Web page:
Lally lol to that article. Sums it up perfectly.

At risk of adding to your confusing reading list... I believe there is a wonder week at 12/13 weeks? We had short term sleep disruption at 12 weeks, them it got better, then the sleep regression started! It's done from due date so if your lo was a bit late they'd be in it now

FATEdestiny Wed 25-Oct-17 18:42:00

My other problem though is that as well as night time sleep changing at 12 weeks, so did her naps. She only naps for around 30 minutes at a time no matter what I try

There is a change that happens to the physiology of sleep at around 3-4 months old. This is a perminant change, sleep will never go back to how it was. So this phase lasts as long as it takes you and baby to adapt and find sustainable fleet habits. That's a couple of days for some people, many months for others.

The first 3-4 months are often called the "fourth trimester". It's a continuation of the slerp structure that happened in the womb. So sleep in the womb is passive, so sleep in the first 3-4 months is passive. As long as all needs are met (hunger, comfort, security) then baby will be in the passive state of asleep. Baby then wakes as a need is unmet and once it's met, go back to sleep.

After this fourth trimester period, sleep matures and becomes an active endeavour. It now becomes hard work for baby to get to sleep, requiring active effort from you to help. This is because going to sleep is now an active state, not passive.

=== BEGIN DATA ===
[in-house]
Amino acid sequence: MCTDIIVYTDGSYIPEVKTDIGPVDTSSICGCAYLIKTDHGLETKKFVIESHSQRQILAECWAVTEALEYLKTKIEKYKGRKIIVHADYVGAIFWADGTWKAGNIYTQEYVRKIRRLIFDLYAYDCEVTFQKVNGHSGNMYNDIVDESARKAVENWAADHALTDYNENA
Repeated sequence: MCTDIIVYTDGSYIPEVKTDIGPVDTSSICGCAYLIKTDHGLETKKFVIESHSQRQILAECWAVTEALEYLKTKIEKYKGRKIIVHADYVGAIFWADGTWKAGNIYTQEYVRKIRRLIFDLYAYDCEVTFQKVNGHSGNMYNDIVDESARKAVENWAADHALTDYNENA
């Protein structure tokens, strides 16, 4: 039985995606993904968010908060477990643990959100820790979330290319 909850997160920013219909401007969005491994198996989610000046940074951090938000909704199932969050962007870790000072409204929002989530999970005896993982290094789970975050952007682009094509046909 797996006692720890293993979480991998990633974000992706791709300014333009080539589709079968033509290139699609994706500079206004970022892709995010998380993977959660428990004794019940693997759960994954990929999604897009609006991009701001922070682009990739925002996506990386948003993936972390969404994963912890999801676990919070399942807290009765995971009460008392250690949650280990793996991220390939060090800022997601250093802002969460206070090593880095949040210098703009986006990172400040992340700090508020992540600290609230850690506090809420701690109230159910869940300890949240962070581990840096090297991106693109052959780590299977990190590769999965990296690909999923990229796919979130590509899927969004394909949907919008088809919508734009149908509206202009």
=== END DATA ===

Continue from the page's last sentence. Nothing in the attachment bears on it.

Sleep also develops into cycles with periods of deep sleep and light sleep and brief 'environment check' semi-conscious wakes between cycles. Therefore staying asleep is also an active endeavour.

Sleep will never go back to being passive, hence it's a perminant change. Some people will find a method that works to get baby to go to sleep and stay asleep quickly so this phase is short for them. Others will just wait and wait and no improvement happens.

That's the science. My suggestions:

- persevere with a settling method that doesn't involve feeding

- if you want baby sleeping independantly, start getting baby to go to sleep where he will stay asleep. Be that a bouncer, pushchair, in the cot. This is much better than moving an already asleep baby into the cot

- INTRODUCE A DUMMY. If you haven't already that is. Dummies are key to no crying independant sleep.

- linking sleep cycles is developmental. 30-45 minute daytime naps are normal. To avoid over tiredness reduce awake time. I would aim for 60m awake time at this age
90m at the very most. If it takes you time to settle baby to sleep, include this time I'm awake time

- sleep cycles at night are usually longer (more like 2h ish) and not unusual to need to resettle. The less over tired baby is, the less chance of waking between sleep cycles. Fast and effective settling methods can mean baby can resettle back into a deep sleep without properly waking up, which leads into...

- Don't assume baby is always hungry when waking in the night. That would have been the case in the passive sleep early months. But now, baby is more likely to just need some help getting back to sleep. If your only effective way to do this is feedibg then you'll end up feeding frequently through the night. Better to develop an alternate method.

- but night feeds may still be needed. Ensuring baby is very well fed through the day will reduce the need to night feed. Big feeds given frequently in the daytime with minimal distractions when feeding. This will 'calorie load' through the day.

- remember to wind well. Especially important at night when lying flat.